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Uzbekistan to recognize Taliban control

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October 14, 2000 


TASHKENT, Uzbekistan, OCT 13 (AP) - In a sharp break from its neighbors' united opposition to the Taliban, Uzbekistan is considering recognizing the radical Islamic government in Afghanistan - a move that would make it only the fourth country to do so.

President Islam Karimov said that the Taliban control 95 percent of Afghanistan's territory and are accepted by the country's people. Uzbekistan is willing to go along with their choice, Karimov said.

"Tashkent officialdom is ready to recognize any government in Afghanistan, even if it is the Taliban government," Karimov told reporters on Thursday. "It doesn't matter whether we like that government or not. The main criterion is whether the people of Afghanistan trust it."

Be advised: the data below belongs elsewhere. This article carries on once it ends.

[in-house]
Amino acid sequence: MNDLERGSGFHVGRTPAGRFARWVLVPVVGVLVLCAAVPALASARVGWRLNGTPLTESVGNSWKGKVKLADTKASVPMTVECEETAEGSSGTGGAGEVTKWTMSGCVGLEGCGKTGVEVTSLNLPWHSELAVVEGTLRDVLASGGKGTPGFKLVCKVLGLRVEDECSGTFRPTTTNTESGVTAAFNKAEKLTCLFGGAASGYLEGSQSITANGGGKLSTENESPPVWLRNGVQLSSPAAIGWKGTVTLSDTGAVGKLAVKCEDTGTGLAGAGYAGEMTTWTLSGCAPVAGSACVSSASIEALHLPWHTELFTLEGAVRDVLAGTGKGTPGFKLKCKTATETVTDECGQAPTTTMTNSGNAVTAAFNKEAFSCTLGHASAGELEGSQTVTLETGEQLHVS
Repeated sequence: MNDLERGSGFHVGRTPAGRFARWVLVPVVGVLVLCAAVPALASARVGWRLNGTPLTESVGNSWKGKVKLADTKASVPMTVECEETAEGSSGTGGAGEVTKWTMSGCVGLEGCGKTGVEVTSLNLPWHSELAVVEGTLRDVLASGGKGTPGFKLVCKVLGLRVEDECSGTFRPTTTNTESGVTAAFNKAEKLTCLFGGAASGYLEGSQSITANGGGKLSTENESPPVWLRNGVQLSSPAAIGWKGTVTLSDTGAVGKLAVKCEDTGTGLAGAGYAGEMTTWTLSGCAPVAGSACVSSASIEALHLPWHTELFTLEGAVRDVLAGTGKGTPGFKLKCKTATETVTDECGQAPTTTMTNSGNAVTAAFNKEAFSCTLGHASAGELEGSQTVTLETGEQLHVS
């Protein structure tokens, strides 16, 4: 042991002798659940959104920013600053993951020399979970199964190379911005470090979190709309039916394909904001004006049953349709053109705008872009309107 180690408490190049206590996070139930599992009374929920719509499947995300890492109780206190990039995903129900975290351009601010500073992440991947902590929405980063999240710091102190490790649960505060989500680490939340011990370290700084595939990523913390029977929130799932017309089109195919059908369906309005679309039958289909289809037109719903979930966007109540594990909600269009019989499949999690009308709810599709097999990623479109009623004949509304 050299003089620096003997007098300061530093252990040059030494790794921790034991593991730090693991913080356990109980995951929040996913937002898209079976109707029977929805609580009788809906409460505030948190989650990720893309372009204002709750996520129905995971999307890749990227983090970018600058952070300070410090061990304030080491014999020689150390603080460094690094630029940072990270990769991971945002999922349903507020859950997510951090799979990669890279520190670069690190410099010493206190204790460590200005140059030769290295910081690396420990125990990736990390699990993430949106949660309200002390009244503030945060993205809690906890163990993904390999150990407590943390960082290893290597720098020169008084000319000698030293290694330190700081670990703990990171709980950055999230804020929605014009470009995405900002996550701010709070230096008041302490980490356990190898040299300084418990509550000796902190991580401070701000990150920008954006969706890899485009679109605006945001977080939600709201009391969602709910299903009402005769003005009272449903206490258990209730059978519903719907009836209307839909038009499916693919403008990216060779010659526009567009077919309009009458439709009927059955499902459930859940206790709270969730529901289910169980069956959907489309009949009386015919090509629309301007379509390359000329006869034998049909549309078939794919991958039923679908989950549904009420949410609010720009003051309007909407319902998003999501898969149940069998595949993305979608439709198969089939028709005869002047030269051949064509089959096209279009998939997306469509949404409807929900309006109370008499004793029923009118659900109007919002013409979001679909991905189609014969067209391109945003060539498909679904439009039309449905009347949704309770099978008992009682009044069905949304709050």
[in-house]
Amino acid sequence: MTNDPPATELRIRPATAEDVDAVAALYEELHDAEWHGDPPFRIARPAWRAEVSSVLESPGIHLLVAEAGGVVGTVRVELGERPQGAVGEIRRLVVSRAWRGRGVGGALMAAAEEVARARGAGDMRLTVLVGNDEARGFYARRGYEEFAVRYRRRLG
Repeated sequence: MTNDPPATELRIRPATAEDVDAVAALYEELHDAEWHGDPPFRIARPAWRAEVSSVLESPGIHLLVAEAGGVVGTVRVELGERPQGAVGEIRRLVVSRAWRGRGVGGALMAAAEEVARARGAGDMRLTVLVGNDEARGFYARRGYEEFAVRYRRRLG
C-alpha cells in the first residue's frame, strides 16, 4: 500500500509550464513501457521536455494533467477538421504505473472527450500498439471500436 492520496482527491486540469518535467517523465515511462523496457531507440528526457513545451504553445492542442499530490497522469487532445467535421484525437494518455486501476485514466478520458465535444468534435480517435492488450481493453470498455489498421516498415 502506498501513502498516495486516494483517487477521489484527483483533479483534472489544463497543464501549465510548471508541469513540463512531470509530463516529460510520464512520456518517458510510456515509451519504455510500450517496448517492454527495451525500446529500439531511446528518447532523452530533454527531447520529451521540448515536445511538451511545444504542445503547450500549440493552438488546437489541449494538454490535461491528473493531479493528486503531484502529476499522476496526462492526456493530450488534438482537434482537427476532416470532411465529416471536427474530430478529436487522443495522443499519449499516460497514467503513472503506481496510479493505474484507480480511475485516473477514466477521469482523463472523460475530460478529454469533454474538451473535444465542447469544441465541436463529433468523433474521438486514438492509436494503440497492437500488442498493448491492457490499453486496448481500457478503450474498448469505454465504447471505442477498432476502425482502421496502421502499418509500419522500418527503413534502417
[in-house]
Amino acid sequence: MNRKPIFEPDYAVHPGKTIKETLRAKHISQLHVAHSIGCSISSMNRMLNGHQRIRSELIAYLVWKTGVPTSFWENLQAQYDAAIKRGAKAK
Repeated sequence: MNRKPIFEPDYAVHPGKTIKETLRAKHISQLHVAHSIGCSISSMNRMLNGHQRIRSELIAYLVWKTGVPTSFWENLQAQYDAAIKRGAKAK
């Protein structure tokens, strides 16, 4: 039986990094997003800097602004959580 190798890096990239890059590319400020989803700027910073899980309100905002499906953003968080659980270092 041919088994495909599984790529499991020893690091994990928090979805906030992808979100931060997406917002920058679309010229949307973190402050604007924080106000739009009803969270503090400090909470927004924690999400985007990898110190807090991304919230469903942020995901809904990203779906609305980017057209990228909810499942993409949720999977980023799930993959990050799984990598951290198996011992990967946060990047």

Only Pakistan, Saudi Arabia and the United Arab Emirates recognize the Taliban government, which has imposed a rigid form of Islamic law.

Uzbekistan's fellow ex-Soviet republics in Central Asia are wary of the spread of militant Islam, and their armies have squared off against guerrillas reportedly supplied from Afghanistan. A statement this week by the presidents of six former Soviet republics in a collective security organization - including Tajikistan, Kazakstan and Kyrgyzstan - described Afghanistan as a "center of international terrorism and drug-trafficking."

But Uzbekistan, which has also battled Islamic insurgents, has shunned the collective security pact. It apparently fears that the pact would restore Russia's Soviet-era clout in the region.

Although Karimov insists on strictly secular government in Uzbekistan and has repressed some fervently Islamic movements, his government has been in informal talks with Taliban representatives recently. Uzbek Foreign Minister Abdulaziz Kamilov has said that the sides had discussed "noninterference" in each other's affairs.

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